When it comes to whiskey, there are many different types. They are made with different ingredients in different ways which are what gives each one its own unique aroma, color, and flavor. There are many different grain types used like barley, malted barley, maize, rye, and of course wheat. It is common among for each finished product to be stored for aging purpose in an oak barrel or cask. How long it is left there before bottling for distribution varies.
The selection of which whiskey is the best is a matter of personal choice. Each person’s palate will have a different preference and the fun can be in tasting the different varieties until you find the one you love the most. This, of course, can take some time! Here we have just a sample of the different types of whiskeys that you can use to start your journey in finding your preference.
Country Preference Whiskeys
Malted barley and peat dried barley are used to make this popular variety of whiskey. It is fermented to 140 proof, then distilled and then corn-rye whiskey which is fermented to 180 proof, is blended with it. This process from Scotland creates a light bodied smoky flavored whiskey.
Many believe that nobody know whiskey better than an Irishman. Except maybe a Scotsman! The Irish whiskey is a blend of half barley and half oats. It has a taste that is all its own and must be sampled to appreciate.
Of a Canadian will tell you their whiskey is the best of them all. It is typically made with corn and may also have barley, rye or wheat in it as well. It is distilled at a high proof and then filtered just prior to bottled. It is stored in a new barrel or sometimes an old barrel where it is left to age for two years resulting in a slightly sweet, light whiskey.
Many people think that there is bourbon and there is whiskey, when in fact, it is one and the same. This product is made in America and is one the finest alcoholic beverages made in America. There is a minimum of 51% corn and is distilled to a minimum of 160 proof. It is then stored in newly charred oak barrels which creates the full body and sweet taste.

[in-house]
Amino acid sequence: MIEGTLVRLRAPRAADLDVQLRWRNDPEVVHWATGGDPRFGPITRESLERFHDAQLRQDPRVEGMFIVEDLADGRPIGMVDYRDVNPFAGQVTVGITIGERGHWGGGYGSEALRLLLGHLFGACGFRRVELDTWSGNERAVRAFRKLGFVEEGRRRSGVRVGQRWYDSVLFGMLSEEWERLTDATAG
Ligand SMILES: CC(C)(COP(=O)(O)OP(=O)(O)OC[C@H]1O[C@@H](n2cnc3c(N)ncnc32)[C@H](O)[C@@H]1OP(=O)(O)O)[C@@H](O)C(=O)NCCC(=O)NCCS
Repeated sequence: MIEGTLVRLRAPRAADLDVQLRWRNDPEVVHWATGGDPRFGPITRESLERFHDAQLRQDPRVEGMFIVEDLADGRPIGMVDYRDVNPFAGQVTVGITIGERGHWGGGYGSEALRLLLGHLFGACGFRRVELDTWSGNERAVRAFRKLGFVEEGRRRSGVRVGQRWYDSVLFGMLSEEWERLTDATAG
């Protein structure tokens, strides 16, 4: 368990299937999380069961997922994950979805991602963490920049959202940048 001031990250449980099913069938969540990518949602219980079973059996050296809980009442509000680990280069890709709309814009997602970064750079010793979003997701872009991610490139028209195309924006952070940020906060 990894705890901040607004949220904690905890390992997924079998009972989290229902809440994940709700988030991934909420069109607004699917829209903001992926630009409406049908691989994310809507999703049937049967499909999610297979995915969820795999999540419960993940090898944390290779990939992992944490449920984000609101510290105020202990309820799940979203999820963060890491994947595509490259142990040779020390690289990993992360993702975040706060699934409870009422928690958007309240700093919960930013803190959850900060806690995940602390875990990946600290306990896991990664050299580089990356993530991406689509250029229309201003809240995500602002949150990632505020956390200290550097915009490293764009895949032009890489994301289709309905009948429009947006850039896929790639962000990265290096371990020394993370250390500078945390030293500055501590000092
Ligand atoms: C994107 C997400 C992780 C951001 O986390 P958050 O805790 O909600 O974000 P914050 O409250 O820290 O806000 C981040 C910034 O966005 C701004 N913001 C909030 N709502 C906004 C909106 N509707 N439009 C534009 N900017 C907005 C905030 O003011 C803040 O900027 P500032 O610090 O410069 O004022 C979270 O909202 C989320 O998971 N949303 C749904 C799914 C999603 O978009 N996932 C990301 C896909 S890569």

This whiskey was first made in the 1930’s and is made of malted and unmalted barley, apart from the grains like maize and wheat which are used to make grain whiskey. Used in blends of others, this is one whiskey that is good when consumed alone.
This is not the most popular of all whiskeys and typically used with mixed drinks. It has a heavy body that comes from a fermented mash of at least 51% rye. It is a favorite among true whiskey aficionados.
The Malted Whiskeys
This whiskey is made from malted barley following the traditional method of letting it ferment in an onion-shaped pot and then distilling it. It is the most available and popular whiskey.
Single Malt Whiskey
This whiskey type comes from only one distillery, thus it is never blended with any other whiskey type. A pure malted barley that will be marked with the distillery trademark it comes from.
Vatted Malt Whiskey
A vatted malt whiskey is made from the blending of several different distilleries. The labeling of this whiskey will be denoted with “Malt, “Blended Malt” or “Pure Malt”.
This whiskey is typically blended grain whiskey and malt whiskey. The grain whiskey is a lesser quality taste and the malt whiskey blended with it improves the quality. It comes from several different distilleries, thus creating the “blend”.
Cask Strength Whisky
This whiskey is bottled immediately from the cask and is never diluted, creating a high alcohol content.
This whiskey is distilled at 160 proof which is what creates its aroma, body, and the full flavor it offers. There are no additives other than water and ages for two years in oak barrels that have been charred. The name on the label is dependent upon the type of grain that is dominantly used in the mash such as Straight Corn Whisky that is made from corn and Straight Wheat Whisky that is made from wheat.
And Last But Not Least
Pure Pot Still Whisky
As the name would indicate, it is a pot-till distilled whiskey by mashing barley that is malted and unmalted and comes from Ireland. Return to homepage to read more about whiskey.